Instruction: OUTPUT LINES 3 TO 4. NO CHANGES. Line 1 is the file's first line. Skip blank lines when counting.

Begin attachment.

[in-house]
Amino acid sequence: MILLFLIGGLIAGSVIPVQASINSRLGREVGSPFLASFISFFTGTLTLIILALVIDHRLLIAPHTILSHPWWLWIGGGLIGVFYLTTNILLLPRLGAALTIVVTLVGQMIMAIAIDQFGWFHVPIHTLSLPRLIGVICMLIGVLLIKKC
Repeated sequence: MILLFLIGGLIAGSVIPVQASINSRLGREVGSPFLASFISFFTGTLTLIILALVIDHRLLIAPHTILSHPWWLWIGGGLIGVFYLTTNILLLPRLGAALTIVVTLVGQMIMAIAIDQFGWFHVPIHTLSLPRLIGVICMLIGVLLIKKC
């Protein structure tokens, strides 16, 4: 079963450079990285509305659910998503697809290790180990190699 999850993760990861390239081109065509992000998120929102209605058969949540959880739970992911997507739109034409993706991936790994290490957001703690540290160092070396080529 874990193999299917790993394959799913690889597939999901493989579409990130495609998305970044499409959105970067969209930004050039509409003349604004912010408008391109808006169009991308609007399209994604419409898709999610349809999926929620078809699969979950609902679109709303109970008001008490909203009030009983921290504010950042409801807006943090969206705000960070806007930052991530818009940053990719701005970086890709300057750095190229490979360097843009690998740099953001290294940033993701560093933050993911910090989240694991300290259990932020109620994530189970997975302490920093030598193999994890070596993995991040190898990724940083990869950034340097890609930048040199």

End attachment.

Repeated sequence: MILLFLIGGLIAGSVIPVQASINSRLGREVGSPFLASFISFFTGTLTLIILALVIDHRLLIAPHTILSHPWWLWIGGGLIGVFYLTTNILLLPRLGAALTIVVTLVGQMIMAIAIDQFGWFHVPIHTLSLPRLIGVICMLIGVLLIKKC
């Protein structure tokens, strides 16, 4: 079963450079990285509305659910998503697809290790180990190699 999850993760990861390239081109065509992000998120929102209605058969949540959880739970992911997507739109034409993706991936790994290490957001703690540290160092070396080529 874990193999299917790993394959799913690889597939999901493989579409990130495609998305970044499409959105970067969209930004050039509409003349604004912010408008391109808006169009991308609007399209994604419409898709999610349809999926929620078809699969979950609902679109709303109970008001008490909203009030009983921290504010950042409801807006943090969206705000960070806007930052991530818009940053990719701005970086890709300057750095190229490979360097843009690998740099953001290294940033993701560093933050993911910090989240694991300290259990932020109620994530189970997975302490920093030598193999994890070596993995991040190898990724940083990869950034340097890609930048040199």